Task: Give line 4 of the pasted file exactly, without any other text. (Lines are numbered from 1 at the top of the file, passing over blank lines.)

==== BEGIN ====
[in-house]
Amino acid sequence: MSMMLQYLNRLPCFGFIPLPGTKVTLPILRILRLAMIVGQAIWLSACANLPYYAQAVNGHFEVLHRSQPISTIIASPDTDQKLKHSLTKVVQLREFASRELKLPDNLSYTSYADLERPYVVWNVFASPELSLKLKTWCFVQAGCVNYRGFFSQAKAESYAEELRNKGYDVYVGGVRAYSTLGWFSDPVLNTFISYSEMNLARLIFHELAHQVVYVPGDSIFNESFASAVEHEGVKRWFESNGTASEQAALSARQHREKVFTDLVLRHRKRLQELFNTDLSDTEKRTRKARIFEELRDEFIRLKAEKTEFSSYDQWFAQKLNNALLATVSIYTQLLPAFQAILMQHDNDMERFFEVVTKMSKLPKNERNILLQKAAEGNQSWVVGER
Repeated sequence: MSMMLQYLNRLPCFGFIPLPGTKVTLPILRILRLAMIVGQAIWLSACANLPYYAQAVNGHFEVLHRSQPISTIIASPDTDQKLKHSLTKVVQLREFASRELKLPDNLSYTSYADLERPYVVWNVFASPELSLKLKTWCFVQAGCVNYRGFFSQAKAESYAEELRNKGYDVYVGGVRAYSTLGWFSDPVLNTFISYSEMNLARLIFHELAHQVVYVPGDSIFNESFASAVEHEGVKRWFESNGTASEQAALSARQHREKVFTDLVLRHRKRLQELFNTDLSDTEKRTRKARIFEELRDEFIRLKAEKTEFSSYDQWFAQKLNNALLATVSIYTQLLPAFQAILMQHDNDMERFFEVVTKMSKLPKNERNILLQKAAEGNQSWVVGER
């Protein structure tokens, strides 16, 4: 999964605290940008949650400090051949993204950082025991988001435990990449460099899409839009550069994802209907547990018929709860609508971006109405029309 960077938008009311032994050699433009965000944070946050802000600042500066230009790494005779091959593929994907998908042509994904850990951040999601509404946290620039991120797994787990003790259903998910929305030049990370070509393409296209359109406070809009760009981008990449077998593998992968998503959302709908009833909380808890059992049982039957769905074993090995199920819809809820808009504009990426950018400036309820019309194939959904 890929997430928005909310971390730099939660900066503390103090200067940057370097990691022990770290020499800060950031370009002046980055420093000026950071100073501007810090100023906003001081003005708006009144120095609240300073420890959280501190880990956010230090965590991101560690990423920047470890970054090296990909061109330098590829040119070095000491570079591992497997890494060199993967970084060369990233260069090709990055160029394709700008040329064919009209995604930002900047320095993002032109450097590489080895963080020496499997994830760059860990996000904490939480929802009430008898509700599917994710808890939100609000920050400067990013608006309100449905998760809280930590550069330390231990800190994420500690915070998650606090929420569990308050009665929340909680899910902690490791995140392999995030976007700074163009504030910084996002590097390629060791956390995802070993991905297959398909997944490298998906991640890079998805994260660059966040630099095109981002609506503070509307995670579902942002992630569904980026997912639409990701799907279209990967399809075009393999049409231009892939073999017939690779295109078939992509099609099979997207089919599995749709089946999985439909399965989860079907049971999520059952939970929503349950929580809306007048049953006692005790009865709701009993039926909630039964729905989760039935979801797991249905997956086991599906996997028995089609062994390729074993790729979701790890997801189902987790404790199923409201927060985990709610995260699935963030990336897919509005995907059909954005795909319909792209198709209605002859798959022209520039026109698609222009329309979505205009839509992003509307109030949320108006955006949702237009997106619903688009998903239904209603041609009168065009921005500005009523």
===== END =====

């Protein structure tokens, strides 16, 4: 999964605290940008949650400090051949993204950082025991988001435990990449460099899409839009550069994802209907547990018929709860609508971006109405029309 960077938008009311032994050699433009965000944070946050802000600042500066230009790494005779091959593929994907998908042509994904850990951040999601509404946290620039991120797994787990003790259903998910929305030049990370070509393409296209359109406070809009760009981008990449077998593998992968998503959302709908009833909380808890059992049982039957769905074993090995199920819809809820808009504009990426950018400036309820019309194939959904 890929997430928005909310971390730099939660900066503390103090200067940057370097990691022990770290020499800060950031370009002046980055420093000026950071100073501007810090100023906003001081003005708006009144120095609240300073420890959280501190880990956010230090965590991101560690990423920047470890970054090296990909061109330098590829040119070095000491570079591992497997890494060199993967970084060369990233260069090709990055160029394709700008040329064919009209995604930002900047320095993002032109450097590489080895963080020496499997994830760059860990996000904490939480929802009430008898509700599917994710808890939100609000920050400067990013608006309100449905998760809280930590550069330390231990800190994420500690915070998650606090929420569990308050009665929340909680899910902690490791995140392999995030976007700074163009504030910084996002590097390629060791956390995802070993991905297959398909997944490298998906991640890079998805994260660059966040630099095109981002609506503070509307995670579902942002992630569904980026997912639409990701799907279209990967399809075009393999049409231009892939073999017939690779295109078939992509099609099979997207089919599995749709089946999985439909399965989860079907049971999520059952939970929503349950929580809306007048049953006692005790009865709701009993039926909630039964729905989760039935979801797991249905997956086991599906996997028995089609062994390729074993790729979701790890997801189902987790404790199923409201927060985990709610995260699935963030990336897919509005995907059909954005795909319909792209198709209605002859798959022209520039026109698609222009329309979505205009839509992003509307109030949320108006955006949702237009997106619903688009998903239904209603041609009168065009921005500005009523």